• PV and phthalate-free inks are the newest arrivals in the market. They eliminate the use of the two toxic main ingredients in plastisol ink, without sacrificing the benefits of high-quality prints and a softer feel to the final product.

Inks for Design Artwork

If you’re looking to design unique artwork that stands out from the rest, consider combining any of the following Inks

Suede inks

It can be mixed in any plastisol ink to achieve the suede finish and a silky feel on your t-shirts. However, it would help if you didn’t overdo it and only apply less than half the suede percentage when using it.


In the dark ink achieves exactly what it promises – a glow in the dark design. It’s best for outfits that are worn when going out at night.

Glitter/shimmer inks

It is usually created by mixing in the gold or silver flakes with one of the regular inks from above. You can also combine any other colors; it’s not limited to only gold and silver.

Puff/expanding inks

It is added to plastisol inks, containing a foaming agent that reacts when heated and raises to form a 3D-like design. They are ideal for children’s clothes or logos and other apparel designs.

Metallic inks

It works the same as glitter, but the shiny and sparkling particles are smaller, and therefore, appear more unique.

Mirrored silver ink

It is usually a highly reflective solvent-based ink, similar to the reflector silver stripes you see on construction workers’ jackets that typically glow in the dark and reflect light.

Vintage effect inks

It is used to design a weathered look on garments.

Photochromic inks and UV glow inks

They change color when exposed to UV light. After applying the designs, the print usually appears off white, similar to the glow in the dark ink where you won’t see the colors until it’s exposed to UV light.

Gloss inks

It will create a shiny finish to the design. You start by layering a base to previously printed inks, and the results come out the same as laminated print.

Foil Ink

It is another special process you can use on your t-shirt finishes and design, where heat presses a sticker or a thin sheet of reflective material permanently onto the t-shirt. The foil doesn’t hold too much on its own, so it’s recommended to use an adhesive glue or plastisol ink as a base layer to ensure your design comes out better.

Discharge inks

It uses a zinc activator to activate the dye in the fabric to discharge from the original fabric color (for example, the green in a green t-shirt). It only works in 100% cotton materials and dark-colored fabrics. Discharge inks come in both normal and clear colors. Discharge inks are especially effective for working with distressed prints, and under basing dark materials that need multiple plastisol ink layers. It adds versatility to your design and also gives the product a soft feel.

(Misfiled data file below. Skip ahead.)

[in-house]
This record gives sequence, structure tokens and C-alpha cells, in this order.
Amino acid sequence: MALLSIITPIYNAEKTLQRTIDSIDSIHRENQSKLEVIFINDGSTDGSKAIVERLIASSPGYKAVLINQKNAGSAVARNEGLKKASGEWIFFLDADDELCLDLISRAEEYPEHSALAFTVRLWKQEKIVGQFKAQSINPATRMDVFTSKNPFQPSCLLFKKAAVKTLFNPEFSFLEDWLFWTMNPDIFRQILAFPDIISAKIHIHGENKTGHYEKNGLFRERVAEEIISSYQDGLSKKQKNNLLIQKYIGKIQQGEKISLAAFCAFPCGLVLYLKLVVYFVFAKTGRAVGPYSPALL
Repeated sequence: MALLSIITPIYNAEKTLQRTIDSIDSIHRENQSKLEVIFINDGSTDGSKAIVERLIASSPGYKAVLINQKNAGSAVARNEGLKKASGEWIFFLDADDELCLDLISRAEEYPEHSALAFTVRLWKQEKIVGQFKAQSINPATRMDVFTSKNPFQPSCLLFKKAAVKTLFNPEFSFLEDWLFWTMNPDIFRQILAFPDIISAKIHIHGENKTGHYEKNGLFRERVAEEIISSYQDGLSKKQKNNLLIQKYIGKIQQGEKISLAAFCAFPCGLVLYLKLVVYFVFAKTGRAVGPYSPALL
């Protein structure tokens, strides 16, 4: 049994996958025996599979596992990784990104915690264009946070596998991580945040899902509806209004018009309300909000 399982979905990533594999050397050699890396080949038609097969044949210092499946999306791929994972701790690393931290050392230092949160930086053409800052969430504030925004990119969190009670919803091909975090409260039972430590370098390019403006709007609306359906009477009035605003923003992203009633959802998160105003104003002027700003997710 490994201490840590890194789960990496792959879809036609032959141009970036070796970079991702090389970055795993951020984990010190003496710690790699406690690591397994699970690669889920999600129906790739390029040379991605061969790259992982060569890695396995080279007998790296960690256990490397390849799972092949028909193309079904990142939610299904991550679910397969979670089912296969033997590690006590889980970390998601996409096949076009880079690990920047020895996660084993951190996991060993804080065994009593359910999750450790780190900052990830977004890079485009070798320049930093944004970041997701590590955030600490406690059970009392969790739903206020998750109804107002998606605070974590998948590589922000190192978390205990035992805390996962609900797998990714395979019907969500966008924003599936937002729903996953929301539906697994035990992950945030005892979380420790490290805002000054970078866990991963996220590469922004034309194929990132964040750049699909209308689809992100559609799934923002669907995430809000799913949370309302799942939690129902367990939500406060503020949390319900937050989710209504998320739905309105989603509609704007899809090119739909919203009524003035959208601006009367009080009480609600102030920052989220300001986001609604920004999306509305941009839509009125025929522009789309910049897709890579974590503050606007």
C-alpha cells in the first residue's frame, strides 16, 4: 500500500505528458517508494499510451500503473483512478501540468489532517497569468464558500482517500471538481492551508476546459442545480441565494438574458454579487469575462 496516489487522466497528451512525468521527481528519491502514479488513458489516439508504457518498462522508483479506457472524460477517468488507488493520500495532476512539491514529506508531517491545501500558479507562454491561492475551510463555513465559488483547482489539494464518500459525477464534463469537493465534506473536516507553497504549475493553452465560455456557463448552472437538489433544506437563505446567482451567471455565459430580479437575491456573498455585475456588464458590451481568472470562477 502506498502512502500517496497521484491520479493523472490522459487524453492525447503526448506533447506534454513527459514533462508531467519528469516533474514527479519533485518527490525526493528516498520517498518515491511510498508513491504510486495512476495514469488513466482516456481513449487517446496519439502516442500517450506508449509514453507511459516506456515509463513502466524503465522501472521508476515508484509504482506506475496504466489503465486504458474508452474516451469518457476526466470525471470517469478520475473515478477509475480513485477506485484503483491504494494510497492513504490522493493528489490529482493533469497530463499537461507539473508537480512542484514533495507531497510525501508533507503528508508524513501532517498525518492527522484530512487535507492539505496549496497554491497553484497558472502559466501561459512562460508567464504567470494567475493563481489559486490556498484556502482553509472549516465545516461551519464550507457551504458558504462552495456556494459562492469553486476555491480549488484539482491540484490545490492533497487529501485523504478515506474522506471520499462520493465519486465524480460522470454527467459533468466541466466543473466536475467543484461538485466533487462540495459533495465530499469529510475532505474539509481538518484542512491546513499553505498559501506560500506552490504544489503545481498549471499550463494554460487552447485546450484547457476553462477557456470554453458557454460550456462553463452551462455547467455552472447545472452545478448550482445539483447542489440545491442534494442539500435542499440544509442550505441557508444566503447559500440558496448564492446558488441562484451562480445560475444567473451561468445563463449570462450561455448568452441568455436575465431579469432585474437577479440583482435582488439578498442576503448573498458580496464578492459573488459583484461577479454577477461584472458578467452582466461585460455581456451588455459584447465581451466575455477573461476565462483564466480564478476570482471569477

Cracking ink

Intentionally peels and cracks on the surface of the design after drying. Regular inks aren’t supposed to crack after printing the design, but if it happens, it means the ink hasn’t cured completely.

Caviar beads

It is glue made out of tiny plastic beads printed in the form of the design. The best results are achieved if printed on solid block areas where you’ll notice the unique textured surface that appears after drying.

The Screens Used in Printing

Screenprinting can’t work without screens. A screen is usually made by stretching a piece of mesh over a wooden or aluminum frame, depending on the printing machine you’re using. Traditionally, the mesh is made out of silk, but they are now made out of synthetic polymer or nylon with recent advancements.

The size of the screen used depends on the project at hand. Large screens are used to create oversized prints on larger surfaces like sheets, blankets, or towels. If your image requires a large or more delicate degree of detail, then a small orifice is applied to the screen to help recreate the fabric’s design.


Screenprinting is a simple process and is available in both automated and manual versions. It’s practiced professionally by fashion designers, manufacturers, artists, etc. or as a hobby by anyone interested in the process or creating unique designs at home. It’s a popular method that gives out high-quality colors that last for long, even after several washes, and that’s why it’s preferred by designers and printers alike.